By Mark Nensel
Santiago, Chile-based LATAM Airlines Group posted a $4.7 million net profit for the 2016 third quarter, reversed from a $113.3 million net loss in 3Q 2015.
Third-quarter revenue for the South American airline group—which comprises LATAM Airlines and its affiliates in Argentina, Brazil, Chile, Colombia, Ecuador, Paraguay and Peru; LATAM Cargo; and loyalty-program company Multiplus—grew modestly (0.2%) to $2.5 billion.
On Nov. 9, LATAM Airline Group and its affiliates announced the company will implement a low-cost carrier model—a “new travel model”—for domestic services in the six countries where it has domestic operations (Brazil, Chile, Peru, Argentina, Colombia and Ecuador).
Implementation of the program will be made by country and in stages beginning in the first half of 2017. LATAM said the model will affect 78% of the group’s passengers and 45% of the company’s capacity, and projects that basic fares on domestic routes will be up to 20% cheaper through to 2020 and passenger numbers on domestic routes will increase up to 50%.
“Our objective is that fares [will] continue to fall, widening access to air travel both to more people and to those who wish to fly more frequently. The new travel model seeks to satisfy the needs of today’s passengers, who value fast, convenient and seamless travel, as well as the ability to manage and personalize their travel experience, only paying for the services they require,” LATAM Airlines Group CEO Enrique Cueto said.
“The airline industry is being transformed and we feel confident that LATAM is well positioned to address the needs of today’s passengers by making their travel easier in a smart and relevant way,” LATAM said.
LATAM’s third-quarter passenger revenue decreased 0.6% YOY to $2.1 billion; cargo revenue fell 14.3% YOY to $265.6 million. The group’s consolidated yield was down 0.9% to 6.2 cents. Other revenue, however, increased 68.2% during the quarter to $153.6 million, primarily from a $28 million increase in sales from tour operators associated with the Rio Olympics.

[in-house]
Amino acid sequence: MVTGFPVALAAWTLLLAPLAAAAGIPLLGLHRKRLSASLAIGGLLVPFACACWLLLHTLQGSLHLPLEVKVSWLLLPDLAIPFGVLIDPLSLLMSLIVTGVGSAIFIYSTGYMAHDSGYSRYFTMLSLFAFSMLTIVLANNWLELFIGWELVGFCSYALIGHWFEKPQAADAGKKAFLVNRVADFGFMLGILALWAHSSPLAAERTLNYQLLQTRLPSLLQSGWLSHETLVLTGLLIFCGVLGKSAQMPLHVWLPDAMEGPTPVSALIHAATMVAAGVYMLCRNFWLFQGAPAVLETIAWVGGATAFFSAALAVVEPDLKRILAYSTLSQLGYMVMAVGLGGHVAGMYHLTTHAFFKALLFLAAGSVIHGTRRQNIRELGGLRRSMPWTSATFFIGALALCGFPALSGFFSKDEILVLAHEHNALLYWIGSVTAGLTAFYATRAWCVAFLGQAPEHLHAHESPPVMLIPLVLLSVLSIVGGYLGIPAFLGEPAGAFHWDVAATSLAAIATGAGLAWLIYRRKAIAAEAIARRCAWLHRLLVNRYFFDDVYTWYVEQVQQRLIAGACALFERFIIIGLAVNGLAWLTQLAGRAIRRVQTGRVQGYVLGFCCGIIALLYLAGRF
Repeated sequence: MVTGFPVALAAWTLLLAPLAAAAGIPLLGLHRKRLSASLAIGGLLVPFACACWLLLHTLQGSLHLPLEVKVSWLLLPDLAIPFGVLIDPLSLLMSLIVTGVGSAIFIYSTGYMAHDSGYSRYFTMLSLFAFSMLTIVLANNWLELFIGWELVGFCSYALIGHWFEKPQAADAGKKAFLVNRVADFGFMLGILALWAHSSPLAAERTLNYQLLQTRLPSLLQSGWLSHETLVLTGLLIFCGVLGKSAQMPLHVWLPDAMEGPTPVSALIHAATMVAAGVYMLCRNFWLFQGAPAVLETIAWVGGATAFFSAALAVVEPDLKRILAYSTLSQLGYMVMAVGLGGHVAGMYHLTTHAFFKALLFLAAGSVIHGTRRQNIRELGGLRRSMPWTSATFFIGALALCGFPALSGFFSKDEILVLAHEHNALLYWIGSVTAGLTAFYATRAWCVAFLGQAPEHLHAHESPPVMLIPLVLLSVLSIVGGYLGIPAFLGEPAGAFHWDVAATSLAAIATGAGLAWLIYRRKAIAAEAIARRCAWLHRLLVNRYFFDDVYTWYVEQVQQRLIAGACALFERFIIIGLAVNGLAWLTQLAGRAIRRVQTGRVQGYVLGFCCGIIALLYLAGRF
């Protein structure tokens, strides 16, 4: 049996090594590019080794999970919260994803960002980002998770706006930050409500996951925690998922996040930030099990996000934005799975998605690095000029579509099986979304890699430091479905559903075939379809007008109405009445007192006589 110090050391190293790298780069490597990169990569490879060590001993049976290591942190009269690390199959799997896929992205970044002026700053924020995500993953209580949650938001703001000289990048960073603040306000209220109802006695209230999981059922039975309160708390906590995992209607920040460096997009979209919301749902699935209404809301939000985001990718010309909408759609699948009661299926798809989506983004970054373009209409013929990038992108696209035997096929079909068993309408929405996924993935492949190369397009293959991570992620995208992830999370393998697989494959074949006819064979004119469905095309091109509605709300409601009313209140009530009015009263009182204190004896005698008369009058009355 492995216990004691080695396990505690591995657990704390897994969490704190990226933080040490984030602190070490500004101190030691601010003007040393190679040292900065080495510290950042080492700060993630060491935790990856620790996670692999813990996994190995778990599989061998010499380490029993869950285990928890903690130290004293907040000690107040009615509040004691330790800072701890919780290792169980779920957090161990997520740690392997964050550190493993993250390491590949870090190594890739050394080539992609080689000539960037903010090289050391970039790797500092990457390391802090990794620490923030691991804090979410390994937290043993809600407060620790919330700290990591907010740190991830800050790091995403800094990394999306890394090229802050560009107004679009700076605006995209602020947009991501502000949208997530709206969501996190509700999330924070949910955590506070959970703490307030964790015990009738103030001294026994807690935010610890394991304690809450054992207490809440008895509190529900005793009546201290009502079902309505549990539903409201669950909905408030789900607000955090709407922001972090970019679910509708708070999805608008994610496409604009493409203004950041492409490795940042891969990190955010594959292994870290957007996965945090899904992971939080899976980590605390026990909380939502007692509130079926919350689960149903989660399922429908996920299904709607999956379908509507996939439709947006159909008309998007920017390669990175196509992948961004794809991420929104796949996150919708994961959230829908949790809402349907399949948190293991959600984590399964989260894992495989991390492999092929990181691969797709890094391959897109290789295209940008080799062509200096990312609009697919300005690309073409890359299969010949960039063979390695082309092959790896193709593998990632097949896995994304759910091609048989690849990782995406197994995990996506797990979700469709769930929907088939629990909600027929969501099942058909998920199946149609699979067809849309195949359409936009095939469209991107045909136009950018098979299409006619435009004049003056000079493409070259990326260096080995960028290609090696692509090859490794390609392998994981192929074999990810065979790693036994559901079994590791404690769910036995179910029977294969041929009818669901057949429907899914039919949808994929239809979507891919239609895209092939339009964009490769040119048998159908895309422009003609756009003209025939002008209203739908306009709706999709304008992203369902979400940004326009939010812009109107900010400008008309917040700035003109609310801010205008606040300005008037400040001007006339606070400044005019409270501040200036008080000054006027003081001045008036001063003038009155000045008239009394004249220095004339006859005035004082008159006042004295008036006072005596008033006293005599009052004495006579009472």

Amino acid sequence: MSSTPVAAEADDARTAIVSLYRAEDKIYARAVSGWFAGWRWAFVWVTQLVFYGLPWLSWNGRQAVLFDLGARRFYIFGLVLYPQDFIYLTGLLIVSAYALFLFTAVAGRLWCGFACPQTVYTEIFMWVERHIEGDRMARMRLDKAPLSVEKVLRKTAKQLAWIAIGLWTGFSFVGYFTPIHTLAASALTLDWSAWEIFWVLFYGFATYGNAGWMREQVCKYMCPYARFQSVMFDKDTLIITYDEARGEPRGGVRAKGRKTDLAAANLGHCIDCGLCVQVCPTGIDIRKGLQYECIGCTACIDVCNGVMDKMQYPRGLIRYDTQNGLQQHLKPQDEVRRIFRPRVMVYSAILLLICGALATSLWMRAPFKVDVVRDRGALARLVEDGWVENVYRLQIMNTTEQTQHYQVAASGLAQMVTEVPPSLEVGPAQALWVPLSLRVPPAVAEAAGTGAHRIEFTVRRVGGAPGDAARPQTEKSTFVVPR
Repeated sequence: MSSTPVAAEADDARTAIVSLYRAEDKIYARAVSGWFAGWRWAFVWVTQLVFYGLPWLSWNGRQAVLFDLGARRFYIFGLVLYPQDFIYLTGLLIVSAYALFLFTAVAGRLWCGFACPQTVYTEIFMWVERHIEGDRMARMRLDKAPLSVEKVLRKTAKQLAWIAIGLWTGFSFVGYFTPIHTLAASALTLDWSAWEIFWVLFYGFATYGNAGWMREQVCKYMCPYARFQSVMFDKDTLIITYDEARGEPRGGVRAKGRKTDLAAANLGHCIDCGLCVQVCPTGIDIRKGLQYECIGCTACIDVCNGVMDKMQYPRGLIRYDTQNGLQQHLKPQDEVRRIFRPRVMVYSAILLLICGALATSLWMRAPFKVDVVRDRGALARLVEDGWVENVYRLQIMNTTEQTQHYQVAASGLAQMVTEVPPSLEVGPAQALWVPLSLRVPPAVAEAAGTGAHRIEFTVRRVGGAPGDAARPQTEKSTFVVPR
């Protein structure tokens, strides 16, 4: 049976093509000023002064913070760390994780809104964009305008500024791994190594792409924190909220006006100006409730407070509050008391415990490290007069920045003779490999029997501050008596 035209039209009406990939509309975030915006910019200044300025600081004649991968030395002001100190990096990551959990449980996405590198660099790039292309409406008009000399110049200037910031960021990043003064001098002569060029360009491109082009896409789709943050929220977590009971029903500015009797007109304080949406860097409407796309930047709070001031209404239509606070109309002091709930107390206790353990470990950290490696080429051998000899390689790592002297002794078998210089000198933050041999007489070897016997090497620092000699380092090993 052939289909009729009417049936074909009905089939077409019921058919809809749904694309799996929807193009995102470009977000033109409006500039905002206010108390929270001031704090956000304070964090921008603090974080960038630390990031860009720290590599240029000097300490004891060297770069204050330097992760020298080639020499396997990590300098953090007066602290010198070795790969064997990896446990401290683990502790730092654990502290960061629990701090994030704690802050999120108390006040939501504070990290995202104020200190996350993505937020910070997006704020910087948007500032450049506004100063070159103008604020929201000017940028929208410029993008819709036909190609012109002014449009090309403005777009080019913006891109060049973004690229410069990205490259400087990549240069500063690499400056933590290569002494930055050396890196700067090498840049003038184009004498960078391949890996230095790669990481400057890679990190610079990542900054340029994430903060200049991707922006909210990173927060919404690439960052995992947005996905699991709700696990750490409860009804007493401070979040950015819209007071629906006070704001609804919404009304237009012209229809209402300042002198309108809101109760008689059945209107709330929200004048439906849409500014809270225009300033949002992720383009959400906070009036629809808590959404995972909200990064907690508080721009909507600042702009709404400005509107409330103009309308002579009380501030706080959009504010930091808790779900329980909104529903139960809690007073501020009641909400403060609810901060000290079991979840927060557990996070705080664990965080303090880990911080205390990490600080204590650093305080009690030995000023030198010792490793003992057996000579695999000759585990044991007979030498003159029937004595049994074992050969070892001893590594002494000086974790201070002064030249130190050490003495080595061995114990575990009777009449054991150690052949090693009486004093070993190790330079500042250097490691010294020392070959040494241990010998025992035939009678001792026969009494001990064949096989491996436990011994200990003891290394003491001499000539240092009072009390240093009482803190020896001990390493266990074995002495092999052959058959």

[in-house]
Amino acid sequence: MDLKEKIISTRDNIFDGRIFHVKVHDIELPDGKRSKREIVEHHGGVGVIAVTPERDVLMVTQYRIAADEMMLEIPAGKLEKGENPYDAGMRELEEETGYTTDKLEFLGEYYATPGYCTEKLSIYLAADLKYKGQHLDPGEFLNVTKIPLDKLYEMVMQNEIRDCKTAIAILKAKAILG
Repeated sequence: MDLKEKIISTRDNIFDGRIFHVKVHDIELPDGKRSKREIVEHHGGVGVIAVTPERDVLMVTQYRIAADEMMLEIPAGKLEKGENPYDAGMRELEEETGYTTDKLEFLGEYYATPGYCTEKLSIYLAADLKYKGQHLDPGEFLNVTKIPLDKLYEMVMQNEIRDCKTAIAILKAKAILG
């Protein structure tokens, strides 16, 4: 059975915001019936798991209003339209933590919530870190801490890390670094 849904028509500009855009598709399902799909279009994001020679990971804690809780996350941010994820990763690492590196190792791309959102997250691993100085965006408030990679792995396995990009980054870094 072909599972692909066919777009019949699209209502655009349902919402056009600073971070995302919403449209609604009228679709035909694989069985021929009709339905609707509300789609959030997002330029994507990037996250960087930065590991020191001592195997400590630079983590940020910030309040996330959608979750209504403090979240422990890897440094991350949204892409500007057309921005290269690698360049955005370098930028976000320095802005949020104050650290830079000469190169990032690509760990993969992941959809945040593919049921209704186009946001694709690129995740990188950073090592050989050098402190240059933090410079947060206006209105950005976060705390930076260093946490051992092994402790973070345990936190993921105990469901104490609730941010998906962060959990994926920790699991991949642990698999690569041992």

LATAM said it was the first quarterly revenue gain after 11 consecutive months of revenue decline and reflected “a stronger currency environment in South America, especially the 8.3% appreciation of the Brazilian real, as well as a positive revenue per ASK trend in [Brazilian domestic and international routes] driven by significant capacity adjustments,” LATAM said. The company reduced domestic capacity in Brazil 13.2%, and revenues per ASK increased 8.6% during the quarter. Capacity on international routes between Brazil and the US were reduced approximately 31.5% during the quarter; RASK on these routes increased approximately 20% during the quarter, LATAM said.
LATAM deferred delivery of two Airbus A350 XWBs—from 2017 to 2018—during the quarter.
“Total fleet commitments for 2017 will amount to $482 million, the lowest in the history of LATAM, all of which will be operating leases, requiring no fleet capital expenditures in 2017,” LATAM said, adding the company will also redeliver one Airbus A320 in 2017 and sell one Boeing 767-300 in 2018. The company plans to fully phase out its A330 aircraft is “on track to be completed by year-end,” LATAM said.
The group’s operating expenses for the quarter decreased 1.1% to $2.4 billion, as aircraft maintenance expenses declined 12.3% and aircraft fuel costs fell 13.5% YOY. The group reported $152.3 million in operating income for the quarter, up 26.3% from $120.6 million in operating profit during 3Q 2015. The group’s operating margin for the quarter was 6%, up 1.3 points compared to 4.8% in 3Q 2015.
LATAM’s third-quarter consolidated systemwide traffic was down 1.4% YOY to 38 billion RPKs on a 2.1% systemwide decrease in capacity to 52 billion ASKs, producing a load factor of 73%, down 2.6 points YOY.
Passenger traffic was up 1.1% YOY during the quarter to 29.3 billion RPKs. Passenger capacity was flat at 34.5 billion ASKs and the group’s passenger load factor increased 0.9 point YOY to 84.8%.
LATAM’s cargo traffic was down 9.2% to 824 million RTKs during the quarter; capacity decreased 5.9% to 1.7 billion ATKs; the group’s cargo load factor came in at 49.6%, down 1.8 points YOY.
As of Sept. 30, LATAM Airlines Group’s consolidated fleet comprised 339 aircraft: 244 Airbus A320 family aircraft, including the first A320neo delivered to an airline in the western hemisphere; six A330-200s and five A350-900s (two of which were delivered during the third quarter). LATAM’s Boeing fleet includes 37 767-300s, 10 777-300ERs, 10 787-8s, 12 787-9s, four 777-200 freighters and 11 767-300 freighters.
This post was republished with permission from Air Transport World